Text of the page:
General Brooke replied that these maneuvers have been carried out mainly for the purpose of bringing about battles in the air. He said that they had carried out all preparations for the cross-Channel operation as a matter of training, and this had proved of great value to the staffs. The landing craft had been launched toward the French coast in the hope that the German air forces would be induced thereby to come out and fight. The German response had not been in keeping with the British hopes. The maneuvers referred to did not include an exercise in the actual landings. These exercises, however, are continually being carried out in certain areas on the English coasts from which the population has been cleared in order to permit the necessary supporting fire.

Marshal Voroshilov said he wished to inquire of Air Marshal Portal what his opinion was as to the sufficiency of the air forces available for OVERLORD.

Air Marshal Portal replied that there were enough air forces available to insure the success of the landing itself. The Allies would probably be superior to the Germans in the air by five or six to one. It was not, however, in the assault period that the air need would be the greatest, but during the buildup of the invading forces across the beaches. This would constitute the critical period, and it was during this period that the Germans would try to bring to bear their maximum available air power. At the same time a considerable portion of the Allied air forces would have to be used in order to interrupt communications leading from the interior of France to the front.

Marshal Voroshilov said he considered an air superiority of five or six to one as satisfactory.

Air Marshal Portal pointed out that all these figures must be judged in the light of distance. He said that the Germans have many airfields located close to the front on their side.

Marshal Voroshilov said that these German airfields must be destroyed before the operation is launched. In his opinion it was impossible to begin it without air superiority.

Air Marshal Portal replied that this initial destruction of German airfields was a part of the OVERLORD plan.

General Marshall said that he wished to offer one comment. The difference between a river crossing, however wide, and a landing from the ocean is that the failure of a river crossing is a reverse while the failure of a landing operation from the sea is a catastrophe, because failure in the latter case means the almost utter destruction of the landing craft and personnel involved.

Marshal Voroshilov said that he appreciated the frankness of these statements.

General Marshall went on to say that his military education had been based on roads, rivers, and railroads and that his war experience in France had been concerned with the same. During the last two years, however, he had been acquiring an education based on oceans and he had had to learn all over again.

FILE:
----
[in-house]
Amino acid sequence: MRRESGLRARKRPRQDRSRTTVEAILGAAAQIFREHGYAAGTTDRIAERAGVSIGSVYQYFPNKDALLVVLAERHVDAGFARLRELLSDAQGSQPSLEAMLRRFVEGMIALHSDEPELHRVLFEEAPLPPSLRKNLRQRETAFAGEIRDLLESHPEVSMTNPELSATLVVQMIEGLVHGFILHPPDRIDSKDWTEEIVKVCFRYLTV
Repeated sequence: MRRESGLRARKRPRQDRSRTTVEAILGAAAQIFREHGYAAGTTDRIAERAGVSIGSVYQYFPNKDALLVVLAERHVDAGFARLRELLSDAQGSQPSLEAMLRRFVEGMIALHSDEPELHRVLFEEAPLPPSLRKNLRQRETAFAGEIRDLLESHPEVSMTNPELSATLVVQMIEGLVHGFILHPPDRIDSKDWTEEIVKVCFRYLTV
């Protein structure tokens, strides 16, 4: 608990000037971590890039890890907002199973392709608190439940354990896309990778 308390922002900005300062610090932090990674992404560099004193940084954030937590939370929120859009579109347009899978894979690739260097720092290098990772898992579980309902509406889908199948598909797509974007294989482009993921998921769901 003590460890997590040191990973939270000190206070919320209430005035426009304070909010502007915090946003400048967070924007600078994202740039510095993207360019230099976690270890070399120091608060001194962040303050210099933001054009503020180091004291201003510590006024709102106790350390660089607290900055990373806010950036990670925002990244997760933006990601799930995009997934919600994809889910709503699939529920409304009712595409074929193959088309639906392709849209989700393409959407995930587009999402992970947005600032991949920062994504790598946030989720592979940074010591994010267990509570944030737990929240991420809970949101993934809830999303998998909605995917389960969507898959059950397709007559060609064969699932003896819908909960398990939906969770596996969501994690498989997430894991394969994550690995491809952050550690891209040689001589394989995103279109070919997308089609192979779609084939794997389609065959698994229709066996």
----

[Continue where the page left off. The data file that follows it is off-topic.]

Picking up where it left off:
General Marshall said that prior to the present war he had never heard of any landing craft except a rubber boat. Now he thinks about little else.

Marshal Voroshilov replied, “If you think about it, you will do it.”

To this General Marshall replied, “That is a very good reply. I understand thoroughly.”

Marshal Voroshilov said that he wished to emphasize that if in Operation OVERLORD our forces were launched against the hostile coast without previously destroying the enemy positions, there could, of course, be no success. He thought that the procedure must be similar to that followed on land. First the enemy positions must be destroyed with artillery fire and bombing from the air; then light forces, including reconnaissance groups, would land and take the first ground; when this had been done, the large forces would come in later. Therefore, if the advance forces were unable to land and were destroyed in the attempt, the larger forces would not be destroyed also. He felt that if the operation were conducted in this way, it would prove to be a brilliant success and not result in catastrophe.

General Marshall emphasized that no catastrophe was expected, but that everyone was planning for success.

Admiral Leahy suggested, in view of the lateness of the hour, that the meeting adjourn and reconvene later.

General Brooke suggested the possibility of convening again Tuesday morning at 1030. He said that he had some questions he would like to ask Marshal Voroshilov.

Marshal Voroshilov thought it desirable to reach some conclusions as a result of the discussion.

General Brooke suggested that the conclusions would properly follow the second meeting, to which Marshal Voroshilov agreed.

The meeting accordingly adjourned, to reconvene at the Russian Legation [Embassy], Tehran, Iran, on Tuesday, 30 November at 1030.